The orientation of jets relative to dust disks in radio galaxies.
SCHMITT H.R., PRINGLE J.E., CLARKE C.J. and KINNEY A.L.
Abstract (from CDS):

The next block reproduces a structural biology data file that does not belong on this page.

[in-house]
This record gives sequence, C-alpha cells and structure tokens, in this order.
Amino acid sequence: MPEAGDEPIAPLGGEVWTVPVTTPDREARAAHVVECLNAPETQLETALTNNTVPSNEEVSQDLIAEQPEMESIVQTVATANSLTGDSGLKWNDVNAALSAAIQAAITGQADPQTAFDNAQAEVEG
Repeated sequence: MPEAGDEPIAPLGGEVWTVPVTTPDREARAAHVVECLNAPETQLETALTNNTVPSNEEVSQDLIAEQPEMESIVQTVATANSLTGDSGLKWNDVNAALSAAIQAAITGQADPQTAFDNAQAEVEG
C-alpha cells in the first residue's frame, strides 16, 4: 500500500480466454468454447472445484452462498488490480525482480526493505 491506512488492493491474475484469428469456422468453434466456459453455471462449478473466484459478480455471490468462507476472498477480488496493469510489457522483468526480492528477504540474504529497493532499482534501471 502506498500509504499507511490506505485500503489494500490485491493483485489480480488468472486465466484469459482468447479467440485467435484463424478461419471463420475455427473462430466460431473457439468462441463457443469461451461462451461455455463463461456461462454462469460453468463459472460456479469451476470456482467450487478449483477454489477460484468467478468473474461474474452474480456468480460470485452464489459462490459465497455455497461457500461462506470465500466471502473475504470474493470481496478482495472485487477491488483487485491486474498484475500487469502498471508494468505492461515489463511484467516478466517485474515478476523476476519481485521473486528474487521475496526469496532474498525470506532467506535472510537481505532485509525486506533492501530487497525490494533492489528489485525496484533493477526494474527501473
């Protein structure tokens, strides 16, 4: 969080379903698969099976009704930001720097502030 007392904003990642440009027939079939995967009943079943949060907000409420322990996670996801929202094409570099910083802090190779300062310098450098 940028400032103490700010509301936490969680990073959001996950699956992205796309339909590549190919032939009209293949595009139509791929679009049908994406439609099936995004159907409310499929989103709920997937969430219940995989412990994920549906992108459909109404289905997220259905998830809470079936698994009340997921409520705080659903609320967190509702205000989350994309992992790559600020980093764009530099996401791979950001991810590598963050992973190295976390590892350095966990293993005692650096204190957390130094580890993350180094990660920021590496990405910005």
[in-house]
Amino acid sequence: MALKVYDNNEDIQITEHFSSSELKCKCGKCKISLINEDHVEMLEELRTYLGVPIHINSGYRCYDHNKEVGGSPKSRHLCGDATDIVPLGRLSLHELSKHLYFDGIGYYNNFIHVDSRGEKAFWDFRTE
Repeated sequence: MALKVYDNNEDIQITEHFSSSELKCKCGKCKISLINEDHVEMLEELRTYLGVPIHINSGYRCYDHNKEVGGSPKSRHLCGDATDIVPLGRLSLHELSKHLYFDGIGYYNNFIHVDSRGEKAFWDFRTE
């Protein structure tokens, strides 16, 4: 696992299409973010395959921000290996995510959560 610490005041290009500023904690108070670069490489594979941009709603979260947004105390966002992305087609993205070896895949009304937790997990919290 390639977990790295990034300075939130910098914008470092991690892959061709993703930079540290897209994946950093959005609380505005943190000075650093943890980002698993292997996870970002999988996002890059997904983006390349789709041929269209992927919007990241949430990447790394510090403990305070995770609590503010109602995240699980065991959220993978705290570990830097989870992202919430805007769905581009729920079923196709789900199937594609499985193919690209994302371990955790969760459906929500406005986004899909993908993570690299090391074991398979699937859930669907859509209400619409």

We use Hubble Space Telescope broadband images and VLA and VLBI continuum data to study the three-dimensional orientation of jets relative to nuclear dust disks in 20 radio galaxies. The comparison between the position angles of the jets and those of the dust disk major axes shows a wide distribution, suggesting that they are not aligned preferentially perpendicular to each other. We use a statistical technique to determine the three-dimensional distribution of angles between jets and dust disk rotation axes. This analysis shows that the observations are consistent with jets homogeneously distributed over a large region, extending over polar caps of 55°-77° but seeming to avoid lying close to the plane of the dust disks. We argue that the lack of close alignment between jets and dust disks axes is not likely to be caused by feeding the nucleus with gas from mergers originated from random directions. We suggest that the misalignment can be due to a warping mechanism in the accretion disk, such as self-irradiation instability or the Bardeen-Petterson effect, or that the gravitational potential in the inner regions of the galaxy is misaligned with respect to that of the dust disk.